sider another name, Bandim (D'soa), in which also Frankel discovers an allusion to the Essenes*. In Mishna Mikvaoth ix. 6 the word is opposed to iia bar, 'an ignorant or stupid person'; and this points to its proper meaning 'the builders,' Le. the edifiers or teachers, according to the common metaphor in Biblical language. The word is discussed in Shabbath 114 and explained to mean 'learned.' But, because in Mikvaoth it is mentioned in connexion with ceremonial purity, and because in Josephus the Essenes are stated to have carried an 'axe and shovel' (B. J. ii. 8. 7, 9), and because moreover the Jewish historian in another place (Vit. 2) mentions having spent some time with one Banus a dweller in the wilderness, who lived on vegetables and fruits and bathed often day and night for the sake of purity, and who is generally considered to have been an Essene; therefore Frankel holds these Banaim to have been Essenes. This is a specimen of the misplaced ingenuity which distinguishes Frankel's learned speculations on the Essenes. Josephus does not mention an 'axe and shovel,' but an axe Josephus only (§ 7 al-i,vdpiov), which he afterwards defines more accu- preted. rately as a spade (§ 9 Ti) anidXlBt, Tolovtov ydp eari To &i$6/j.evov vir avr<bv dl-iviZiov Toi? veoo"vo-rdroi<;) and which, as he distinctly states, was given them for the purpose of burying impurities out of sight (comp. Deut. xxiii. 12—14). Thus it has no connexion whatever with any 'building' implement. And again, it is true that Banus has frequently been regarded as an Essene, but there is absolutely no ground for this supposition. On the contrary the narrative of Josephus in his Life seems to exclude it, as I shall have occasion to show hereafter1. I should add that Sachs interprets Banaim 'the bathers,' re- Another garding the explanation in Shabbath l. c. as a 'later accom- 0f Banamodation*.' This seems to me very improbable; but, if it ""• were conceded, the Banaim would then apparently be connected not with the Essenes, but with the Hemerobaptists.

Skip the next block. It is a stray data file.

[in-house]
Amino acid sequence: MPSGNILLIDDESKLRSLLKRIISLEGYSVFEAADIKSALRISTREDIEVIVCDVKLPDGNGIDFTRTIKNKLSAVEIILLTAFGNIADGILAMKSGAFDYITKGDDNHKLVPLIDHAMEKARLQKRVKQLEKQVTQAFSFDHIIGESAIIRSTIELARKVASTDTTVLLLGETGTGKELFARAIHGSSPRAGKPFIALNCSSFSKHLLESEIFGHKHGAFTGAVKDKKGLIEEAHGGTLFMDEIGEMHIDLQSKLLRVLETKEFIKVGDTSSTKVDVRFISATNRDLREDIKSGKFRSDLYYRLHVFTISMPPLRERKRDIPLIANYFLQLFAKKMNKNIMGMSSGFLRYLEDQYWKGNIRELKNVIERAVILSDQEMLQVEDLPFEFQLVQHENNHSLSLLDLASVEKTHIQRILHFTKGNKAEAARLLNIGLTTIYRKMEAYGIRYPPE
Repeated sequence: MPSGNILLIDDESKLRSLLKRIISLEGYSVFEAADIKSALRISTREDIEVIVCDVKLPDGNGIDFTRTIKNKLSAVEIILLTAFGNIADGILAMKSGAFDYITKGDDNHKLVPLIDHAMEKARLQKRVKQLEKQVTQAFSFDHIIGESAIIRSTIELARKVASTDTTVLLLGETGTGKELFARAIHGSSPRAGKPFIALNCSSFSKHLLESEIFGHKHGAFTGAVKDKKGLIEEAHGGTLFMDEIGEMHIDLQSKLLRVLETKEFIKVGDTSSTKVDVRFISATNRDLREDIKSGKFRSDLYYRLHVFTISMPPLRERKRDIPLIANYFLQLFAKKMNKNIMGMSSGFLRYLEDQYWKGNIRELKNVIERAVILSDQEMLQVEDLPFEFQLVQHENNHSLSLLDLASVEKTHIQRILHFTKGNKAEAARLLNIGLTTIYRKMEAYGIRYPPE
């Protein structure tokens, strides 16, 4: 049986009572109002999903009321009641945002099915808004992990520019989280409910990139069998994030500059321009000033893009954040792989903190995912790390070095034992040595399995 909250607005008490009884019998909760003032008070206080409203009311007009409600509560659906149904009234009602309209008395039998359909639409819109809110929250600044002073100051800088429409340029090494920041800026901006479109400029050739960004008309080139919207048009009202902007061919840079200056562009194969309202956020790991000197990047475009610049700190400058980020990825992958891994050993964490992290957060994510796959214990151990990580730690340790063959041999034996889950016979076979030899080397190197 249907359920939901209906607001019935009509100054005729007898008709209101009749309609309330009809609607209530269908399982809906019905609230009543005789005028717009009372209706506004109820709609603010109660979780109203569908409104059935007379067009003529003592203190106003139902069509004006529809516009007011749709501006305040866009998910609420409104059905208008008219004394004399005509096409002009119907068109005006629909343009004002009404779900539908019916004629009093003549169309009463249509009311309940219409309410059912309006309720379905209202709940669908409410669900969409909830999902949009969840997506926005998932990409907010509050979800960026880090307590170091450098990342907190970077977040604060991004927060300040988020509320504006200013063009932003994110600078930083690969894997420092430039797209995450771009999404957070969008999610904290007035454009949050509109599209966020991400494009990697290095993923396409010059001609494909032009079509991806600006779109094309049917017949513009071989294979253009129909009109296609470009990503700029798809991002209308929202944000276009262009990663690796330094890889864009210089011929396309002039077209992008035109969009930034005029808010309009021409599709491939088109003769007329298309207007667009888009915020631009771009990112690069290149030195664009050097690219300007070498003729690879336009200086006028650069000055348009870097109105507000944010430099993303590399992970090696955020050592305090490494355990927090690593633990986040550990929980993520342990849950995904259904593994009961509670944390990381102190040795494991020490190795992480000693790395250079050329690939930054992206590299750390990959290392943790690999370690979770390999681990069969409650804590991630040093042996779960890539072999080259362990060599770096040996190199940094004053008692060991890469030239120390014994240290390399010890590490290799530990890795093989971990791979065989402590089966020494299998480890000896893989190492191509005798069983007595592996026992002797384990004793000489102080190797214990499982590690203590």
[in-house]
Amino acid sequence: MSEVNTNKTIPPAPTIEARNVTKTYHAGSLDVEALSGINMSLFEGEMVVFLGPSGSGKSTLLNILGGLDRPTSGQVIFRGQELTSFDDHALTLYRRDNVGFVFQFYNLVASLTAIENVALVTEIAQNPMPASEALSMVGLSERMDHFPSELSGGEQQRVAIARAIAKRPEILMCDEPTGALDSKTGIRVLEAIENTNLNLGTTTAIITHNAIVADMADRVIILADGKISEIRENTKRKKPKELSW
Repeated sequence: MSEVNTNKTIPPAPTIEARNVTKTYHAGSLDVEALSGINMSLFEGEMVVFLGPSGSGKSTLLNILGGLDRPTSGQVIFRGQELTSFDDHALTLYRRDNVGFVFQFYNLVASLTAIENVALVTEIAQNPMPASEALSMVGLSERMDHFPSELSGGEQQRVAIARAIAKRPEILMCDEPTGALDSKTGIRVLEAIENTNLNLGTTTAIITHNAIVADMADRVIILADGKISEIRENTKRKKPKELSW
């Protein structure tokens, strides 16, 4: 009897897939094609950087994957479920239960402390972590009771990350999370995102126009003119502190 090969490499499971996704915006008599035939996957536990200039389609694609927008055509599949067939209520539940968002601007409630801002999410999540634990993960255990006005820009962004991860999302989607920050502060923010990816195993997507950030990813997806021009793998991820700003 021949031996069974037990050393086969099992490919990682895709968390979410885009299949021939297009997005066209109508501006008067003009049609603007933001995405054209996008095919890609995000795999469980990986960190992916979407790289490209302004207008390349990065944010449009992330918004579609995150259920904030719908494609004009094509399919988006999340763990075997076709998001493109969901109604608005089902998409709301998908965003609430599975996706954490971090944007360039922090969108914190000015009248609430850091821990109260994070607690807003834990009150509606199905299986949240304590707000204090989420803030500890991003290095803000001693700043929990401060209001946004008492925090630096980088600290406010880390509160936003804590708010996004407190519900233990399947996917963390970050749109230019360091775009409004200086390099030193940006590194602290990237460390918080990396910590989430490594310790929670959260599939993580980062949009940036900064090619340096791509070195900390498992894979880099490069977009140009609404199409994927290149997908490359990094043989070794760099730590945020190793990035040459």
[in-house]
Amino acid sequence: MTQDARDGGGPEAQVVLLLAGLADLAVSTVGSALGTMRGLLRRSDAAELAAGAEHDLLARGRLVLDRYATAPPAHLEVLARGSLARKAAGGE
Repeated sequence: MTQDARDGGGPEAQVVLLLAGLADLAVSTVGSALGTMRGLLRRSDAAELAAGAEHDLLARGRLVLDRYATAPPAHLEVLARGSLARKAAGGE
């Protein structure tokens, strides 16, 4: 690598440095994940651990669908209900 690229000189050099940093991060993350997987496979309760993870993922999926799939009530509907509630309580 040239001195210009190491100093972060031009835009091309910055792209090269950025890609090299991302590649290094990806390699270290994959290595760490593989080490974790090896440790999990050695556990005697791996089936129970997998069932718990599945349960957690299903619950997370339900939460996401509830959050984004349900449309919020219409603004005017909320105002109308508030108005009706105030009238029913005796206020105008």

1 Monatsschr. p. 67. * Zeitschr. p. 455.

'- See below, p. 391.

From the preceding investigation it will have appeared how Kesults of little Frankel has succeeded in establishing his thesis that' the tigation?8" talmudical sources are acquainted with the Essenes and make mention of them constantly'.' We have seen not only that no instance of the name Essene has been produced, but that all those passages which are supposed to refer to them under other designations, or to describe their practices or tenets, fail us on closer examination. In no case can we feel sure that there is any direct reference to this sect, while in most cases such reference seems to be excluded by the language or the attendant circumstances4. Thus we are obliged to fall back upon the

1 See below, p. 385. * Monatsichr. p. 31.

3 Beitriige n. p. 199. In this deri- * 'The attempt to point out the Es